New Machine that swaps plastic, tin and glass bottles for train tickets in Medellin, Colombia

Engineers in Medellin, Colombia, have developed a machine that exchanges tin, glass and plastic bottles for credit that can be used in Medellin's overground system 'Metro de Medellin'.

This is a pilot project that the Metro of Medellín will put into operation in conjunction with the company Paisa Ciclo.

Felipe Restrepo, one of the shareholders in  the company,  explained how the machine operates:

Where does the machine come from?

This is a reverse vending machine (RVM) designed and built in Medellín by Ciclo, a company that was born as a thesis project of two engineers of the School of Engineering of Antioquia. Today we are five engineers (two mechatronics and three managers) that built machines created with systems that are different from what there was in the market.

The company has already won awards such as the Capital Semilla competition and the TIC Americas international competition.

How did they get to collaborate with the Metro?

We seeked to start conversations with them, but as Metro is a public entity, they had to implement legal tenders and public calls, which we won with our machine.
Getting to the metro is an achievement to start our project, is an option that we arrived to with effort and much work.

How does the system work?

The machine receives containers and exchanges them by credit that is immediately reflected in the Civic Card (ticketing system used by Metro de Medellin).
The machine does not have a limit per transaction, not per user nor per day. That is, in each transaction the user can change from a bottle - glass, plastic, tin - that will give 50 pesos balance, up to 2,000 pesos. 40 bottles will give users enough credit for a single train ticket.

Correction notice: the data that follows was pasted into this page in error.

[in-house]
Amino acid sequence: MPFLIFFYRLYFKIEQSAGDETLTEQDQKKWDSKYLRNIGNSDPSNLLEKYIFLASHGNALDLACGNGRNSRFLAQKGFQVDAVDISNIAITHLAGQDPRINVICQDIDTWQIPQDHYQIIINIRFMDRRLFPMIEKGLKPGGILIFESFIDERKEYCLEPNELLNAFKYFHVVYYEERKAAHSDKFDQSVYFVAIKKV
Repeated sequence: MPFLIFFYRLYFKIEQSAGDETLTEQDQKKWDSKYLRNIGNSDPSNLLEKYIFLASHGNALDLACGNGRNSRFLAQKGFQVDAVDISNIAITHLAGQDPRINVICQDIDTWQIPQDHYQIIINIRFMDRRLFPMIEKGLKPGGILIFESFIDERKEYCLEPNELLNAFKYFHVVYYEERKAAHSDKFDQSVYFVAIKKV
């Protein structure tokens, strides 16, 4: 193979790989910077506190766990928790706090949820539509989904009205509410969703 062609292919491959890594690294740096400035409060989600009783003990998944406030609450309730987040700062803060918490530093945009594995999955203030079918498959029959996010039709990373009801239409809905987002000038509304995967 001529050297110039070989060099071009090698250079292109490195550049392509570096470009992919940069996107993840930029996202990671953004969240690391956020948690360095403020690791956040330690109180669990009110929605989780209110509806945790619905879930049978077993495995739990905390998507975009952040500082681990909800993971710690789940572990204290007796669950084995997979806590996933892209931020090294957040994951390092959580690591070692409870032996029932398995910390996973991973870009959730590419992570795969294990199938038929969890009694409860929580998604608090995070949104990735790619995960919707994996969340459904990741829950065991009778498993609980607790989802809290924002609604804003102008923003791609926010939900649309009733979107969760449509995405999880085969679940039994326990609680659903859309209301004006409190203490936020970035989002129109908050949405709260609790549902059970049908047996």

That cap is going to expand up to 5,000 pesos, equivalent to more or less 110 bottles.

Is there a size limit for bottles?

Yes. Receive up to 3 liter  bottles. The benefit (credit) may also be higher depending on the size of the bottle.

What does the user have to do?

Users simply arrive at the machine, introduce their Civic Card, then the bottles, and finally the machine gives him the option to change the bottles for credit. They can also donate them. If you donate them, they go to the company and if you exchange them for credit, the machine tells you how much balance you won and how much you have left (if you had funds on the Card).

Is there any condition for the machine to accept or refuse the bottles?

The bottles are received anyway: with label, with lid, without lid. But you do have to keep the shape of the container: It must not be very wrinkled and be empty. They do not have to be completely washed, but they have to be dry.

What about those bottles later?

They are commercialized. In the future we have a plan that also involves a cooperative of recyclers.

Could this type of machine be applied in another transport system?

Yes. In fact we have many more benefit models that are being implemented.


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